On November 22, 2011, U.S. District Judge Legrome D. Davis of the Eastern District of Pennsylvania dismissed Fuges v. Southwest Financial Services Ltd. , a putative Fair Credit Reporting Act (FCRA) class action filed against a company that sells so-called “current owner” or “limited title” reports. Such reports provide information about outstanding liens, unpaid taxes and other encumbrances on a property and are typically used by lenders in connection with applications for home-equity loans and lines of credit where a full title report and title insurance are not required.
The plaintiff, represented by Francis & Mailman, alleged that Southwest’s current owner reports were “credit reports” under the FCRA and, as such, Southwest was obligated, among other things, to obtain certificates of permissible purpose from its lender customers and to provide notices to its customers about their purported responsibilities under the FCRA. The case represented the first attempt by the plaintiffs’ bar to extend the FCRA to property reports.
Ballard Spahr attorneys Darryl J. May and Mark J. Furletti moved for summary judgment, arguing that (1) current owner reports are reports on properties, not consumers, and, as such, are not subject to the FCRA; (2) the Dodd-Frank Act expressly provides that reports such as these current owner reports are not subject to the FCRA; (3) Southwest is not subject to the FCRA because it does not maintain “files” as that term is defined in the statute; and (4) even if current owner reports were subject to the FCRA, Southwest could not be liable for statutory damages because such damages require willfulness, and neither the statute nor any authoritative guidance put Southwest on notice about coverage, without which willfulness cannot be found, as the Supreme Court held in Safeco Ins. Co. of Am. v. Burr.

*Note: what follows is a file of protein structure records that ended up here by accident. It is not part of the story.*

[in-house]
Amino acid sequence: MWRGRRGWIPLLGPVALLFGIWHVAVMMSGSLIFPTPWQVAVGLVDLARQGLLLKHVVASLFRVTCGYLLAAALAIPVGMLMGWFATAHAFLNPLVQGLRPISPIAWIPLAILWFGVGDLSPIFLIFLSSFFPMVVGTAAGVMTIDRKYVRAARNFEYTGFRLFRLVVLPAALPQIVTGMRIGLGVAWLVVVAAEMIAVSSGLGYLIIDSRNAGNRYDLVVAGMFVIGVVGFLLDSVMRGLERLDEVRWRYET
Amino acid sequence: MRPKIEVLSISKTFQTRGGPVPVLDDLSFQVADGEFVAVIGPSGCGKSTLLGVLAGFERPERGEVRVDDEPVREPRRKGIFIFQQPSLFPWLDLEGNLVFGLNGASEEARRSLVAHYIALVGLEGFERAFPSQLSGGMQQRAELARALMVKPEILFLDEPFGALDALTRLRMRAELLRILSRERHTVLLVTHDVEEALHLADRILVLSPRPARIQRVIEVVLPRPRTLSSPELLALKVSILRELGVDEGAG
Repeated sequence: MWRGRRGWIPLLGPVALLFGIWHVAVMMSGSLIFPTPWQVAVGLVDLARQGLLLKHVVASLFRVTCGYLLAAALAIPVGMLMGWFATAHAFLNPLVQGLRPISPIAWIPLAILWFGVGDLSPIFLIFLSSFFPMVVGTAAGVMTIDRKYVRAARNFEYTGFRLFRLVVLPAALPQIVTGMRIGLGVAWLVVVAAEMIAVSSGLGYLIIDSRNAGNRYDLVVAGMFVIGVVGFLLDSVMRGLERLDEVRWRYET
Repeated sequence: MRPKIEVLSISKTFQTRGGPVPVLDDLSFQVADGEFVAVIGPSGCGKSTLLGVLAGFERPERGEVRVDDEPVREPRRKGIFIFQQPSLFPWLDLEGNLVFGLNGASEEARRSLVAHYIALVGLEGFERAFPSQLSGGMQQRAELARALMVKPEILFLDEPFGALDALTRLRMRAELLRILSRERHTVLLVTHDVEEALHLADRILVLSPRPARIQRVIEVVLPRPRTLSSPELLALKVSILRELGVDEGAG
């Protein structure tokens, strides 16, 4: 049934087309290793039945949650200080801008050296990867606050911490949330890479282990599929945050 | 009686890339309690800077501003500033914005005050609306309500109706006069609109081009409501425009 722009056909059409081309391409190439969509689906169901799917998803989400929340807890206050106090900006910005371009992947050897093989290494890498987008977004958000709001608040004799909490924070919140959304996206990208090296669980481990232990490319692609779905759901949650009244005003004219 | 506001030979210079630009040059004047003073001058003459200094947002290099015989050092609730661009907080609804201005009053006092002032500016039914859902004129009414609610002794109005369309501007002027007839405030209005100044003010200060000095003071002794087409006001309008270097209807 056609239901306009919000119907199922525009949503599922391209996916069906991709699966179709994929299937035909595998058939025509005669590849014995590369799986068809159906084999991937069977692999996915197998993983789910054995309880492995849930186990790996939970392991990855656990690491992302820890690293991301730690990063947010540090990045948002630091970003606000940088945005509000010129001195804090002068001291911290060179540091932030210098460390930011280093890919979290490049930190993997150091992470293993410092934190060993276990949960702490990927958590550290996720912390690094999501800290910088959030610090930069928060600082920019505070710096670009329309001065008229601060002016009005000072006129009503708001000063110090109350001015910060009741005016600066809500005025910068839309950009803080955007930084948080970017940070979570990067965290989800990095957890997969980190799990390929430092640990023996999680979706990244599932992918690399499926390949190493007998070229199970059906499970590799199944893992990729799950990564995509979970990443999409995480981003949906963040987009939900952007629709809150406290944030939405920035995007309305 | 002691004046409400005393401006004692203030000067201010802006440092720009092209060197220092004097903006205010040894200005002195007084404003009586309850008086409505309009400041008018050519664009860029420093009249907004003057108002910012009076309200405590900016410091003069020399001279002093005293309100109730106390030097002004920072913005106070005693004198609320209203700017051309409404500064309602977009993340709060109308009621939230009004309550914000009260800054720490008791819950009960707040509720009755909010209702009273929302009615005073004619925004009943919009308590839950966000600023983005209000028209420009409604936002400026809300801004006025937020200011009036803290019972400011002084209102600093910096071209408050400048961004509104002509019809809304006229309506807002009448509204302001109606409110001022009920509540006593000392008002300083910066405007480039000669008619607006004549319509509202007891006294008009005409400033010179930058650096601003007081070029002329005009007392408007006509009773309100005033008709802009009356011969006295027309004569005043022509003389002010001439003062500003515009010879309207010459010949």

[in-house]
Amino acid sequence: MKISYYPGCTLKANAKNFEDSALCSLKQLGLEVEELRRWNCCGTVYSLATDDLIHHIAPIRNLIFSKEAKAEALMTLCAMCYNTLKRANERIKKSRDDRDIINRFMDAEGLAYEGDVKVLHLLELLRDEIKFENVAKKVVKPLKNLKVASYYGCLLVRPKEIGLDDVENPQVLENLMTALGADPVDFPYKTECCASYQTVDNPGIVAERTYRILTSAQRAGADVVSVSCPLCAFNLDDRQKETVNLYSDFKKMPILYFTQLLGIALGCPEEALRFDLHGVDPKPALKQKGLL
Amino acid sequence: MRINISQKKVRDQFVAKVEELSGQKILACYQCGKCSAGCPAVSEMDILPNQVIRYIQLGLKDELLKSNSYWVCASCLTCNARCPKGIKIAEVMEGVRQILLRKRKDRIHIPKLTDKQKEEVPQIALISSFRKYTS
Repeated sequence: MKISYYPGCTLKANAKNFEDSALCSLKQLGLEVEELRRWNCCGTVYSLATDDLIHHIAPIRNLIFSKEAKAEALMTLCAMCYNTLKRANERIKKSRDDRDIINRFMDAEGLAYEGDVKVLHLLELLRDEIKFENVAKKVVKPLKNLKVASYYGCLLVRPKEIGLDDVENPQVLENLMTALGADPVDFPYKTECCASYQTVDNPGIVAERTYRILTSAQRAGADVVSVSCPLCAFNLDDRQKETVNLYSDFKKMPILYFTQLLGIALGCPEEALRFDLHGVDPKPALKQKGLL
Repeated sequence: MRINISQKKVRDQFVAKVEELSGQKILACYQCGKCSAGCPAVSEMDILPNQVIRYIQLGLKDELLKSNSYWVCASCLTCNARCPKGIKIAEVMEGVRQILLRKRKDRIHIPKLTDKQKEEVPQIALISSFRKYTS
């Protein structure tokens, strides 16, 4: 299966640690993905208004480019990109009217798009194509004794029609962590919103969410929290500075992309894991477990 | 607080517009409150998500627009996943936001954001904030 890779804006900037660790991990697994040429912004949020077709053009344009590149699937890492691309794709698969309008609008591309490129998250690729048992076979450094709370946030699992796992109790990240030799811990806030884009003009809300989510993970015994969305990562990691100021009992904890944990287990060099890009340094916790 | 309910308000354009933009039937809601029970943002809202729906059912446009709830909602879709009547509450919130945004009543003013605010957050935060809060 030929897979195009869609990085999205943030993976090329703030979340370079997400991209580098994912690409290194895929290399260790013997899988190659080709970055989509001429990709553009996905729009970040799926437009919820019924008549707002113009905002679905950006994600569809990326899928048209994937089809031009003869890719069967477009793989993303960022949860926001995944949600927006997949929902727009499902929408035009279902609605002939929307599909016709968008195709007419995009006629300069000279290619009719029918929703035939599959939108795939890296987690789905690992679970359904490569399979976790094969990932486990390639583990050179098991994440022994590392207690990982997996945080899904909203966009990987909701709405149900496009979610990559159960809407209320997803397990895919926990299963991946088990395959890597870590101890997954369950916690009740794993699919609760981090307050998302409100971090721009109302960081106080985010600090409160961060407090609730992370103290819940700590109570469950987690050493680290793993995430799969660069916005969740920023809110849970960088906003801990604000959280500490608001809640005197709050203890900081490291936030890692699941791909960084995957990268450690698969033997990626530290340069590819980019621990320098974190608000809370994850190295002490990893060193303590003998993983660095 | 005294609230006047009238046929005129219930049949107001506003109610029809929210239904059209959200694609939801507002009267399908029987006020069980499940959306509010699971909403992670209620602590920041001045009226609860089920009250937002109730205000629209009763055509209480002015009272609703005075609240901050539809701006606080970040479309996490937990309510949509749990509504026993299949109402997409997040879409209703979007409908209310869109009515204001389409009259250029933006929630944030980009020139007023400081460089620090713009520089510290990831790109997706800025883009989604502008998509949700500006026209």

Because the plaintiff withdrew her negligence claim, which would have required actual damages but which would not have required the notice specified in Safeco, the district court was not required to, and did not, decide whether Southwest’s current owner reports are subject to the FCRA. The court limited its ruling to the willfulness inquiry, and, in ruling in Southwest’s favor, it faithfully applied the Safeco decision, holding that, even if current owner reports were subject to the FCRA, there could be no willful violation because the statute is not “pellucidly clear” about the coverage of property reports such as the current owner reports at issue, and there is no authoritative guidance from any appellate court or the Federal Trade Commission hinting at such coverage. Summary judgment was therefore granted to Southwest.
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